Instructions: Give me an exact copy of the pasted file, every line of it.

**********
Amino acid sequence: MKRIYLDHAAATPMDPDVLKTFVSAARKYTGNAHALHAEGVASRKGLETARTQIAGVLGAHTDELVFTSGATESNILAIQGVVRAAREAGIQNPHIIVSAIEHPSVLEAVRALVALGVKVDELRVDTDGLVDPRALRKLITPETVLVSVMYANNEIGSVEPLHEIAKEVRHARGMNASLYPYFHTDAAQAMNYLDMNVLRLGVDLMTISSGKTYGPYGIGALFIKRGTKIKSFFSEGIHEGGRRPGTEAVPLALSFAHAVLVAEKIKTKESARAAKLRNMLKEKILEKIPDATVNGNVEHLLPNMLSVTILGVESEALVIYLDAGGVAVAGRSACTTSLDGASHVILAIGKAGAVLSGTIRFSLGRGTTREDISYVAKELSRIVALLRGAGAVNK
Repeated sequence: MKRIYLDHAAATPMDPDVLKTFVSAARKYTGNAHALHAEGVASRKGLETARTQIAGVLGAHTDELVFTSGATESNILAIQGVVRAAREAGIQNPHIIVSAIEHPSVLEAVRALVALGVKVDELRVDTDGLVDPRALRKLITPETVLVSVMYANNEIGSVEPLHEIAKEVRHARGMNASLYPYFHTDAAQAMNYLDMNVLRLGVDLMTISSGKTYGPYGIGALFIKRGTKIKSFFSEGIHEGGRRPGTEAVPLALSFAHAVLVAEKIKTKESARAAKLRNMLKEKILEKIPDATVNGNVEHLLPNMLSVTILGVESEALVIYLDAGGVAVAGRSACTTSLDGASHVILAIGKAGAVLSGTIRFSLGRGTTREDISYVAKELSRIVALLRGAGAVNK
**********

Amino acid sequence: MKRIYLDHAAATPMDPDVLKTFVSAARKYTGNAHALHAEGVASRKGLETARTQIAGVLGAHTDELVFTSGATESNILAIQGVVRAAREAGIQNPHIIVSAIEHPSVLEAVRALVALGVKVDELRVDTDGLVDPRALRKLITPETVLVSVMYANNEIGSVEPLHEIAKEVRHARGMNASLYPYFHTDAAQAMNYLDMNVLRLGVDLMTISSGKTYGPYGIGALFIKRGTKIKSFFSEGIHEGGRRPGTEAVPLALSFAHAVLVAEKIKTKESARAAKLRNMLKEKILEKIPDATVNGNVEHLLPNMLSVTILGVESEALVIYLDAGGVAVAGRSACTTSLDGASHVILAIGKAGAVLSGTIRFSLGRGTTREDISYVAKELSRIVALLRGAGAVNK
Repeated sequence: MKRIYLDHAAATPMDPDVLKTFVSAARKYTGNAHALHAEGVASRKGLETARTQIAGVLGAHTDELVFTSGATESNILAIQGVVRAAREAGIQNPHIIVSAIEHPSVLEAVRALVALGVKVDELRVDTDGLVDPRALRKLITPETVLVSVMYANNEIGSVEPLHEIAKEVRHARGMNASLYPYFHTDAAQAMNYLDMNVLRLGVDLMTISSGKTYGPYGIGALFIKRGTKIKSFFSEGIHEGGRRPGTEAVPLALSFAHAVLVAEKIKTKESARAAKLRNMLKEKILEKIPDATVNGNVEHLLPNMLSVTILGVESEALVIYLDAGGVAVAGRSACTTSLDGASHVILAIGKAGAVLSGTIRFSLGRGTTREDISYVAKELSRIVALLRGAGAVNK